A researcher from India has taken the first definitive step to produce high-speed electronic devices that can operate one million times faster than modern electronics. At Max Planck Institute of Quantum Optics in Garching, Germany, Manish Garg and other researchers used laser light to generate very high frequency electric current inside a solid material. The electrons were found to be moving at a speed close to 1015 (one million billion) hertz; the best achievable speed in modern transistors is only 109 (one billion) hertz. The results were published in Nature.
Conventionally, the motion of electrons (conductivity) is achieved by applying voltage. But Dr. Garg and others controlled the motion of electrons inside the solid material by using laser pulses. “Light waves are electromagnetic in nature and have very high oscillation frequency of electric and magnetic fields. This ultrahigh frequency of light waves can be used to drive and control electron motion in semiconductors. Electronics when driven by such light waves will be inherently faster than current state of electronics,” says Dr. Garg, who is the first author of the paper.
The conductivity increases by more than 19 orders of magnitude in presence of the laser pulse.“When we shine high intensity laser on silicon dioxide nanofilm charge carriers (electrons) are generated. When the electrons move in the presence of electric field of the laser it generates current,” he says. “Initially, the nanofilm behaves like an insulator but when we shine high intensity laser it behaves like a conductor. The conductivity increases by more than 19 orders of magnitude in presence of the laser pulse.”
The performance of high-speed circuits rely on how quickly electric current can be turned on and off inside a material. “We showed that we could turn the conductivity of silicon dioxide nanofilm from zero to very high values in a time interval of 30 attoseconds (an attosecond is 1×10-18 of a second), which is one million times faster than modern electronics,” he says.
The high speed of electrons was achieved only in the presence of the laser pulse. Once the pulse (flash) is gone, the nanofilm is restored to its original configuration (insulating). “The whole idea of doing light-wave-electronics is based solely on this fact. So in terms of binary logic, the nanofilm will be in a ‘zero’ state (insulating) when there is no laser and when it interacts with laser it would become conducting ‘one state’” he says.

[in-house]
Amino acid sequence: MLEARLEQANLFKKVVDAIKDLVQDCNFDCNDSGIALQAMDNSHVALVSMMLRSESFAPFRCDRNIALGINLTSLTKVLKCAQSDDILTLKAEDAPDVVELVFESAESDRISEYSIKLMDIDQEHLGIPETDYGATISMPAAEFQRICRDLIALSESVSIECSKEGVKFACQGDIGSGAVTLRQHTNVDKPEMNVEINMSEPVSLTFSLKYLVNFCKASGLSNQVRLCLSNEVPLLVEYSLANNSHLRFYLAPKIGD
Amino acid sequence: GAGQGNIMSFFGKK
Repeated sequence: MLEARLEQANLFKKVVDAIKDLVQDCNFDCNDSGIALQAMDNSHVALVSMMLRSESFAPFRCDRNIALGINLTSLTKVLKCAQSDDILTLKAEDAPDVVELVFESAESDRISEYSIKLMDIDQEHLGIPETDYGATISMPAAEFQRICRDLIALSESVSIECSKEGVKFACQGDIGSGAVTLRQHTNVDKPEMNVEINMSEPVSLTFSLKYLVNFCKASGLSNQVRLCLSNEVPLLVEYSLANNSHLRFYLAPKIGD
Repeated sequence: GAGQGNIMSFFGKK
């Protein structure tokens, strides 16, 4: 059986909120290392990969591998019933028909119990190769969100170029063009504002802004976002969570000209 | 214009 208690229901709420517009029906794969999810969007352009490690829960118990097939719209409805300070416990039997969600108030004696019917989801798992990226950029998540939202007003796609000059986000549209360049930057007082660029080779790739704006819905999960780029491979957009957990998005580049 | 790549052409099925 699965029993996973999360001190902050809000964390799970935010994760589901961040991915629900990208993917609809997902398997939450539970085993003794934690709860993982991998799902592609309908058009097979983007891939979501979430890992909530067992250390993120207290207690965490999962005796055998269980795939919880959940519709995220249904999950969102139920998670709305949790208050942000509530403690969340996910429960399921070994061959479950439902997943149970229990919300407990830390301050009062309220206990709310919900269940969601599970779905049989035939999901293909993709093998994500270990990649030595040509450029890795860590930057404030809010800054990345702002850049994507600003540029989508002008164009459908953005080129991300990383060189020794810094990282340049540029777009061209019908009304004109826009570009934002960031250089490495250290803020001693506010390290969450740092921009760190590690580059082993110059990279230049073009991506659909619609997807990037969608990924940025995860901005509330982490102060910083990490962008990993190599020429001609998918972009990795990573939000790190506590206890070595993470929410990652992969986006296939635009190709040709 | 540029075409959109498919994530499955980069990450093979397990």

The very short time interval needed to turn silicon dioxide from an insulator to a conductor was possible as the team used high intensity and extremely short laser pulses and silicon dioxide was in the form of a nanofilm. In the bulk form, silicon dioxide tends to get damaged by high intensity laser as the material tends to accumulate heat produced by the laser pulse. But as a nanofilm, silicon dioxide becomes nearly transparent to laser and absorbs less heat and therefore gets less damaged.
“In our earlier work, which was also published in Nature, we obtained signatures of very high frequency current, but we were not able to measure it. But now we are able to measure current in real time by measuring the time-structure of emitted extreme ultraviolet radiation using an attosecond streak camera,” he says. Current produced in the nanofilm manifests as extreme UV radiation.
The coupling of dipole moment of electrons inside the nanofilm with the electric field of the laser pulse gets the electrons to make a transition from the valence band to the conduction band whereas the motion of electrons inside the conduction band gives rise to an electric current.
“We envision in future we will be able to use transistors driven by laser pulses instead of electronic transistors in electronic devices. The technical challenges is to make use of high frequency currents to perform logic operations similar to the ones performed inside an electronic transistor and also make it feasible on integrated chips,” Dr. Garg says.
Scientists have long debated whether transition of electrons from the valence to the conduction band or the motion of electrons inside the conduction band gives rise to extreme to extreme ultraviolet radiation. “Our study has resolved this by showing that the motion of electrons in the conduction band is the real mechanism for extreme UV radiation,” he says. “When we resolved this we found the motion of electrons in the conduction band is the same as the motion of electrons in modern electronics.”